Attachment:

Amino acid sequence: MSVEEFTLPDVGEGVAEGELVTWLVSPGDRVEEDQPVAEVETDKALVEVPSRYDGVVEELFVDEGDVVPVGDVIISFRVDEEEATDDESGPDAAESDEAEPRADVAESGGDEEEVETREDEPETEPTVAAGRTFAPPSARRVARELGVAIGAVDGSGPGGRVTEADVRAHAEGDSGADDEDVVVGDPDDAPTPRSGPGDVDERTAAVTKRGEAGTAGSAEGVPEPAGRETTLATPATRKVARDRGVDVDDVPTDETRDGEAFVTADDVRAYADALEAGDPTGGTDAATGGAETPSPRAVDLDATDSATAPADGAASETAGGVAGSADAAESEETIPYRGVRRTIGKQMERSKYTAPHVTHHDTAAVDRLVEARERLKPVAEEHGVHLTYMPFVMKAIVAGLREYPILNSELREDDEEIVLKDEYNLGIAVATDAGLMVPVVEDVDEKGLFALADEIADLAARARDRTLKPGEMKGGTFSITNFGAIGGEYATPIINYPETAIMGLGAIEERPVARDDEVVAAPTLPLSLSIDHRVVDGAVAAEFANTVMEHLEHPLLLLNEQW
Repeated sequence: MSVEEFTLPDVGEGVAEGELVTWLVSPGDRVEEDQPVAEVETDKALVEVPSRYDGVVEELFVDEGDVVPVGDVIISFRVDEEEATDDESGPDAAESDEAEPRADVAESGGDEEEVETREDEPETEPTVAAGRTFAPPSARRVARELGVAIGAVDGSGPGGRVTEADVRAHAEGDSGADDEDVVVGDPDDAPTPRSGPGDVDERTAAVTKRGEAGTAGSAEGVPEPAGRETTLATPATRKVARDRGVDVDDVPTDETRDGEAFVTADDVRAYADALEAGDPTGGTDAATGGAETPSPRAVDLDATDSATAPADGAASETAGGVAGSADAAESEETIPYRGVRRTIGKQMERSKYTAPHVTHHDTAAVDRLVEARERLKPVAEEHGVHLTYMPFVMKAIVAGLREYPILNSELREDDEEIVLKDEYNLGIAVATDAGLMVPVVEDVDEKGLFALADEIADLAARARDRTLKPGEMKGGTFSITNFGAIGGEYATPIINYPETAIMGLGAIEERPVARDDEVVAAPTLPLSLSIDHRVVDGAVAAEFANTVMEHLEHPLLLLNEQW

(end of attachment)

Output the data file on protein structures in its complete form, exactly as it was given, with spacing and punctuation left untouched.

Amino acid sequence: MSVEEFTLPDVGEGVAEGELVTWLVSPGDRVEEDQPVAEVETDKALVEVPSRYDGVVEELFVDEGDVVPVGDVIISFRVDEEEATDDESGPDAAESDEAEPRADVAESGGDEEEVETREDEPETEPTVAAGRTFAPPSARRVARELGVAIGAVDGSGPGGRVTEADVRAHAEGDSGADDEDVVVGDPDDAPTPRSGPGDVDERTAAVTKRGEAGTAGSAEGVPEPAGRETTLATPATRKVARDRGVDVDDVPTDETRDGEAFVTADDVRAYADALEAGDPTGGTDAATGGAETPSPRAVDLDATDSATAPADGAASETAGGVAGSADAAESEETIPYRGVRRTIGKQMERSKYTAPHVTHHDTAAVDRLVEARERLKPVAEEHGVHLTYMPFVMKAIVAGLREYPILNSELREDDEEIVLKDEYNLGIAVATDAGLMVPVVEDVDEKGLFALADEIADLAARARDRTLKPGEMKGGTFSITNFGAIGGEYATPIINYPETAIMGLGAIEERPVARDDEVVAAPTLPLSLSIDHRVVDGAVAAEFANTVMEHLEHPLLLLNEQW
Repeated sequence: MSVEEFTLPDVGEGVAEGELVTWLVSPGDRVEEDQPVAEVETDKALVEVPSRYDGVVEELFVDEGDVVPVGDVIISFRVDEEEATDDESGPDAAESDEAEPRADVAESGGDEEEVETREDEPETEPTVAAGRTFAPPSARRVARELGVAIGAVDGSGPGGRVTEADVRAHAEGDSGADDEDVVVGDPDDAPTPRSGPGDVDERTAAVTKRGEAGTAGSAEGVPEPAGRETTLATPATRKVARDRGVDVDDVPTDETRDGEAFVTADDVRAYADALEAGDPTGGTDAATGGAETPSPRAVDLDATDSATAPADGAASETAGGVAGSADAAESEETIPYRGVRRTIGKQMERSKYTAPHVTHHDTAAVDRLVEARERLKPVAEEHGVHLTYMPFVMKAIVAGLREYPILNSELREDDEEIVLKDEYNLGIAVATDAGLMVPVVEDVDEKGLFALADEIADLAARARDRTLKPGEMKGGTFSITNFGAIGGEYATPIINYPETAIMGLGAIEERPVARDDEVVAAPTLPLSLSIDHRVVDGAVAAEFANTVMEHLEHPLLLLNEQW